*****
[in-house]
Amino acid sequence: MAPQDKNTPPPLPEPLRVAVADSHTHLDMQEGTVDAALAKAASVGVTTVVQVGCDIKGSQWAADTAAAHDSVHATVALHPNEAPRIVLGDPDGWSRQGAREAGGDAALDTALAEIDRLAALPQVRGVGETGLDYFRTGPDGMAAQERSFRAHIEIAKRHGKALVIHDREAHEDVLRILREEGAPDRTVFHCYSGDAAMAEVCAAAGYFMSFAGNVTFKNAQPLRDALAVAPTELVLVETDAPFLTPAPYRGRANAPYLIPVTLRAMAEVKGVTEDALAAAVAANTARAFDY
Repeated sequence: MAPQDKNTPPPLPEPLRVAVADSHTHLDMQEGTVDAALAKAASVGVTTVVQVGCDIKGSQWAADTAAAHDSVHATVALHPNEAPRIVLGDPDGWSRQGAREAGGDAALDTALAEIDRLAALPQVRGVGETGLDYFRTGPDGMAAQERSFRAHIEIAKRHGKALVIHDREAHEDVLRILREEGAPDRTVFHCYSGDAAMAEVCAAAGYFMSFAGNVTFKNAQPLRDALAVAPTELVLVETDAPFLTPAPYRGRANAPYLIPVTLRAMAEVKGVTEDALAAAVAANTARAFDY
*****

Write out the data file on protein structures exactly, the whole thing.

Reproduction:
[in-house]
Amino acid sequence: MAPQDKNTPPPLPEPLRVAVADSHTHLDMQEGTVDAALAKAASVGVTTVVQVGCDIKGSQWAADTAAAHDSVHATVALHPNEAPRIVLGDPDGWSRQGAREAGGDAALDTALAEIDRLAALPQVRGVGETGLDYFRTGPDGMAAQERSFRAHIEIAKRHGKALVIHDREAHEDVLRILREEGAPDRTVFHCYSGDAAMAEVCAAAGYFMSFAGNVTFKNAQPLRDALAVAPTELVLVETDAPFLTPAPYRGRANAPYLIPVTLRAMAEVKGVTEDALAAAVAANTARAFDY
Repeated sequence: MAPQDKNTPPPLPEPLRVAVADSHTHLDMQEGTVDAALAKAASVGVTTVVQVGCDIKGSQWAADTAAAHDSVHATVALHPNEAPRIVLGDPDGWSRQGAREAGGDAALDTALAEIDRLAALPQVRGVGETGLDYFRTGPDGMAAQERSFRAHIEIAKRHGKALVIHDREAHEDVLRILREEGAPDRTVFHCYSGDAAMAEVCAAAGYFMSFAGNVTFKNAQPLRDALAVAPTELVLVETDAPFLTPAPYRGRANAPYLIPVTLRAMAEVKGVTEDALAAAVAANTARAFDY